The study identified a number of potentially critical areas. First, IP teaching seemed to focus on plagiarism (73%), followed at a great distance by copyright (35%), with trade mark (13%) and patent (12%) law aspects mostly limited to modules for law, business and engineering students. Second, there was evidence of a very low level of engagement with the wider IP community, as outside speakers were involved in only 5% of the IP modules. Third, IP teaching appeared to rely heavily on traditional teaching resources, with a significant lack of engagement with practical case studies (14%) and materials from professional or government bodies (6%); similarly, there was very limited reliance on external organisations for support on IP issues (e.g. only 5% of the students mentioned the IPO as a source of support). Finally, students advocated the tailoring of IP teaching to their academic studies, asking for a more in-depth coverage of IP issues. 
Four years later, the situation has apparently improved: the availability of high quality resources, as well as other initiatives (e.g. the StudentshIP Enterprise Awards in the UK), has increased IP awareness and set minimum requirements for IP education. However, under the surface, significant issues remain. The traditional approach to IP teaching, based on self-contained modules taught from a predominantly doctrinal and theoretical perspective, appears insufficient to meet the needs of future IP lawyers, authors, artists, scientists and people in business. In this perspective, we advance five recommendations to shift the focus of IP education from informing to involving. 
  • IP education should be comprehensive and compulsory: it is necessary to recognise that both law and non-law students are likely to encounter IP issues at various stages of their future careers. IP teaching should not be limited to plagiarism; rather, it should include an overview of the entire spectrum of IP rights. For law students, a sound knowledge of intellectual property law appears essential in all fields of law (e.g. commercial, corporate, contract, employment law, etc.), and would justify the inclusion of an IP module within the core LLB curriculum.  
  • IP modules should be cross-faculty: there is a strong need to strengthen a multifaceted understanding of IP, to help students contextualise the subject and understand how creativity shapes, and is in turn shaped by, intellectual property (for example, a mixed class of engineers, lawyers and musicians would promote a much richer understanding of IP from a variety of perspectives).  
  • Professionals and outside speakers should play a key role in IP teaching: the contribution of external professionals is of fundamental importance to (i) bring the subject to life, by sharing their experience and case studies, (ii) show the interconnections between IP and other subjects, and (iii) prompt students (and lecturers) to confront the constantly changing legal framework, engaging with the most recent issues and cases. Professionals should include IP lawyers (readers should feel free to volunteer…), but also staff of cultural and scientific institutions, right holders, etc.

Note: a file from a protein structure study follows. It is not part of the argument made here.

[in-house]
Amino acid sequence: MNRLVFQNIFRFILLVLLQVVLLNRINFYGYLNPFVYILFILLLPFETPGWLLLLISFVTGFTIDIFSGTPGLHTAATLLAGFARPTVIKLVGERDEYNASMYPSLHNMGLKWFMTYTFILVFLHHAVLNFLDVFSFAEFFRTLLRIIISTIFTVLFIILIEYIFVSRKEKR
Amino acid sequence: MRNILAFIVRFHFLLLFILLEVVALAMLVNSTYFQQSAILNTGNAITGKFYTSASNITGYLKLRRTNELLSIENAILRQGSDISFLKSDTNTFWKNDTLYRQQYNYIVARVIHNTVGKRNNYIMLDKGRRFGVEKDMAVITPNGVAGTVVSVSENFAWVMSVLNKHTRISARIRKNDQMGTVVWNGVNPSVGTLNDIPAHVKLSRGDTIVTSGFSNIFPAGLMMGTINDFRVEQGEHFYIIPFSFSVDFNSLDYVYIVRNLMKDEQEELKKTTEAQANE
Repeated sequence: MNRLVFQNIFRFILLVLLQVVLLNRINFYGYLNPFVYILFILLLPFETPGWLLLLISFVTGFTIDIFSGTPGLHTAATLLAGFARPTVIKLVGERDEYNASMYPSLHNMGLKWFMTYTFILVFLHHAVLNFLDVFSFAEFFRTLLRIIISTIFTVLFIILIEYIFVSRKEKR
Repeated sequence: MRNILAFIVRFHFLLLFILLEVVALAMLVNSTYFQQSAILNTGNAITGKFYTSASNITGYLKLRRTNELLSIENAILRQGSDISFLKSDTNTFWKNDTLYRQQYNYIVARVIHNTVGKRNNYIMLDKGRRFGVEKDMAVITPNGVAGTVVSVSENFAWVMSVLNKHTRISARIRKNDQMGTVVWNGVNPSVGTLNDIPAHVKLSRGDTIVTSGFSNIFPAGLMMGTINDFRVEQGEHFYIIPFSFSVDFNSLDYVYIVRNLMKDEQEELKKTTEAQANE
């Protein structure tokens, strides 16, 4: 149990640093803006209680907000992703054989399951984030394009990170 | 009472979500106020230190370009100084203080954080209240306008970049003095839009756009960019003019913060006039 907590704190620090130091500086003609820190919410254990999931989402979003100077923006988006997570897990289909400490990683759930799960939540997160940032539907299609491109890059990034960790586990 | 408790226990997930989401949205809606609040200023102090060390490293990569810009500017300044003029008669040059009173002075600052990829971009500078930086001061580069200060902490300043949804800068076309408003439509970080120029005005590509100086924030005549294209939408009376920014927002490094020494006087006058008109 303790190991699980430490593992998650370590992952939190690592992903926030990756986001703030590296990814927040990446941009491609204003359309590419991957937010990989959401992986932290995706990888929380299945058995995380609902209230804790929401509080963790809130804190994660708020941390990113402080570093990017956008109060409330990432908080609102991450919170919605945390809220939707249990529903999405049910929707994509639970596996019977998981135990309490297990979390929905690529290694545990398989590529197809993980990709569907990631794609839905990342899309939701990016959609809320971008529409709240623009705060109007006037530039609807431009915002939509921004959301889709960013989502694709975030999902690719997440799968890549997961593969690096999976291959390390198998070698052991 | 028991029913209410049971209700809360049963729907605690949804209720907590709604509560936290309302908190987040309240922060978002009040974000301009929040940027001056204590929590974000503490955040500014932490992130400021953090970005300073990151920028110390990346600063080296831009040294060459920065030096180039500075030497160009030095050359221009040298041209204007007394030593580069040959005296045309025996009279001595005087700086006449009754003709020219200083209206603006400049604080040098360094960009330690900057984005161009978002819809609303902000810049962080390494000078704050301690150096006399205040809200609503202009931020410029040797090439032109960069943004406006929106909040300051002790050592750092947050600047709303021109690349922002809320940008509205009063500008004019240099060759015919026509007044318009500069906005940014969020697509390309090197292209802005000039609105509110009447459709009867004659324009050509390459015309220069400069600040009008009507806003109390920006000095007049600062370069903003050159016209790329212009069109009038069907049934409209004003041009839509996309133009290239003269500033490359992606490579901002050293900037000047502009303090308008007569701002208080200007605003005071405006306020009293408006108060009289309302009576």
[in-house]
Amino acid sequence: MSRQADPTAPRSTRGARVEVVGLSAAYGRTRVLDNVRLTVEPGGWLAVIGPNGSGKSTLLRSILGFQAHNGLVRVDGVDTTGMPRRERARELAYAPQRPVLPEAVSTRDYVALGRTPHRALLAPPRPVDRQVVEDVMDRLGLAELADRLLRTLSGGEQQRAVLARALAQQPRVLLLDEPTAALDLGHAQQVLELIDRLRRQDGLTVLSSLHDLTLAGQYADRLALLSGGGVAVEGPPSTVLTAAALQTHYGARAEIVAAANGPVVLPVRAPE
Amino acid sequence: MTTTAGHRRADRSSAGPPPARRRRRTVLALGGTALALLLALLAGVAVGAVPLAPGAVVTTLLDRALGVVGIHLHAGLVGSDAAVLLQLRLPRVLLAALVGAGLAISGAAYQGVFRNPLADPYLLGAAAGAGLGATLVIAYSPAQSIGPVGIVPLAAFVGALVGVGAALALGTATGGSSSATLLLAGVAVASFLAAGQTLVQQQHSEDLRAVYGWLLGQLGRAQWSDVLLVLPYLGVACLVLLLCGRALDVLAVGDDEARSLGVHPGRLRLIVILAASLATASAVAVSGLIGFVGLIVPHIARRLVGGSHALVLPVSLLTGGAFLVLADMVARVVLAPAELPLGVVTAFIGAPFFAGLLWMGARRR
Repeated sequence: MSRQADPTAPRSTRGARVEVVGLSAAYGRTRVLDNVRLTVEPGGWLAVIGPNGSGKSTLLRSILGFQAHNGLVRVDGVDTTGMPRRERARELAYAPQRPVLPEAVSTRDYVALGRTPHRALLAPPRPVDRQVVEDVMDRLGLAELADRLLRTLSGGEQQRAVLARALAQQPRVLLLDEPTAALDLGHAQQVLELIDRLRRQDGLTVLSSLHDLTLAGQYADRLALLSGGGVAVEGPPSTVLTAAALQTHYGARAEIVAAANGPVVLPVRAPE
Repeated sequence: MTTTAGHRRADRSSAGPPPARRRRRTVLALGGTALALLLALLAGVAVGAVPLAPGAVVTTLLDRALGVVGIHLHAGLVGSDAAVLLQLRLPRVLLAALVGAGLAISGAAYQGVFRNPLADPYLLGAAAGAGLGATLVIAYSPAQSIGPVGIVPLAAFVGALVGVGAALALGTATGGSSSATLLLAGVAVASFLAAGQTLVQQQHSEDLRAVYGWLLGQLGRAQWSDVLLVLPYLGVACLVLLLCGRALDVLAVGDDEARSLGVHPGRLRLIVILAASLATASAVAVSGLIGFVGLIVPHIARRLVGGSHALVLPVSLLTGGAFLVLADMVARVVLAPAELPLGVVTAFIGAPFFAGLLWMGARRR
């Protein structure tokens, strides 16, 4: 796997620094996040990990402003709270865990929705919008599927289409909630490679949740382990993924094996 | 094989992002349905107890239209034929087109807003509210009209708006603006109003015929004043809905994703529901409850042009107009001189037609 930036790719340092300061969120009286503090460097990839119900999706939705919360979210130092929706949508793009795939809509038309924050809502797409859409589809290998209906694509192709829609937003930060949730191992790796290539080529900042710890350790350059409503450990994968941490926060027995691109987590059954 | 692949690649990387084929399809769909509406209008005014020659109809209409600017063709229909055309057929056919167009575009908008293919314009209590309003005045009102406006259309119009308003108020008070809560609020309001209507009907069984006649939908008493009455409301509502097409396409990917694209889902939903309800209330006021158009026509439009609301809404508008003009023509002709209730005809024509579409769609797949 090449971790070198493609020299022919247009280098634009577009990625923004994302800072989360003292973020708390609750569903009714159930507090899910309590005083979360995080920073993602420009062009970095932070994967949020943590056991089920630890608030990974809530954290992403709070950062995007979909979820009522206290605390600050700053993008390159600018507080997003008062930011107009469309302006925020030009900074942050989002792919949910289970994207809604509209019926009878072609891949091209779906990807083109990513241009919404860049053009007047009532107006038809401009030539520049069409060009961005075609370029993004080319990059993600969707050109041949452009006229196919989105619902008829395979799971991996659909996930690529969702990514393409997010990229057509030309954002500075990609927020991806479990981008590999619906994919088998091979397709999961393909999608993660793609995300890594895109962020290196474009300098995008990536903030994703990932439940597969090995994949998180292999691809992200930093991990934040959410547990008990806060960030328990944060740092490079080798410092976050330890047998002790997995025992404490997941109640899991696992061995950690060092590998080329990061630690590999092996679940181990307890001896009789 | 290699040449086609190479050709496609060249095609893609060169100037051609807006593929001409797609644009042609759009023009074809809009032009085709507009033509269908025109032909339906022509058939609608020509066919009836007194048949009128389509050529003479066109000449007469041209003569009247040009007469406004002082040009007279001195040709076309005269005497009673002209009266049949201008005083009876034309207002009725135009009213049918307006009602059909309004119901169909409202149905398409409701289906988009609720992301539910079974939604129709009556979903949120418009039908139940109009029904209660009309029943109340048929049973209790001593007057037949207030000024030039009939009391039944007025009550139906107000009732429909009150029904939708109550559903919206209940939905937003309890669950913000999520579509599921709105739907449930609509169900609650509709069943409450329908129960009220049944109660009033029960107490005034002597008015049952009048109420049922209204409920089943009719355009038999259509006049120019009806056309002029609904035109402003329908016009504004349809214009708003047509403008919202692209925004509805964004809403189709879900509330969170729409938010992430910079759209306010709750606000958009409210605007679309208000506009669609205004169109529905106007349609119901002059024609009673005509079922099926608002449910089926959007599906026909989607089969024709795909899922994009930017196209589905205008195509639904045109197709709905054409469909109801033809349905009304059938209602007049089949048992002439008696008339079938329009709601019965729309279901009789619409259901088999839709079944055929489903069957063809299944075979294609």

• IP teaching should be context-aware: students should familiarise themselves with the significance of IP for cultural and scientific policies, as well as for business development and related fields (e.g. marketing). Law students should be introduced to the crossroads of IP and competition and should be supported in developing a wide range of skills (in particular, litigation and contract drafting) within the IP module.  
  • IP education should go beyond national boundaries: this seems to be a necessary corollary to the previous recommendations, especially in light of the results of the Brexit referendum in the UK. It is essential to expose students to a global understanding of IP in an international and comparative perspective, promoting exchanges and networking with other universities in the EU and beyond, to make sure that tomorrow’s lawyers, creators and people in business will work together to further creativity and scientific progress.

© The Author(s) 2016. Published by Oxford University Press. All rights reserved.

IP Publishers' and Editors' Lunch 2016 - a reminder

As announced on this blog a couple of weeks ago, the IP Publishers' and Editors' Lunch 2016 will take place on Friday 25 November, from 12.30 pm to 2.30 pm (registration from 12.15 pm), at the London office of the law firm Veale Wasbrough Vizards. The brief keynote speech will be delivered by the knowledgeable and brilliant Jaani Riordan (8 New Square), who will discuss hyperlinking in the aftermath of the CJEU's decision in GS Media, analysing the relevant implications for publishers. The Lunch will continue with a buffet and the usual, friendly and inspiring, networking among the participants. We already have a significant number of attendees, but we hope that, if you are involved in writing, editing or publishing in the world of IP, you will consider joining us. It doesn't matter whether you are a blogger, author, reviewer, editor, publisher or simply someone who is considering a career in this field: if you love building and sharing IP knowledge, there is a place for you at the Lunch!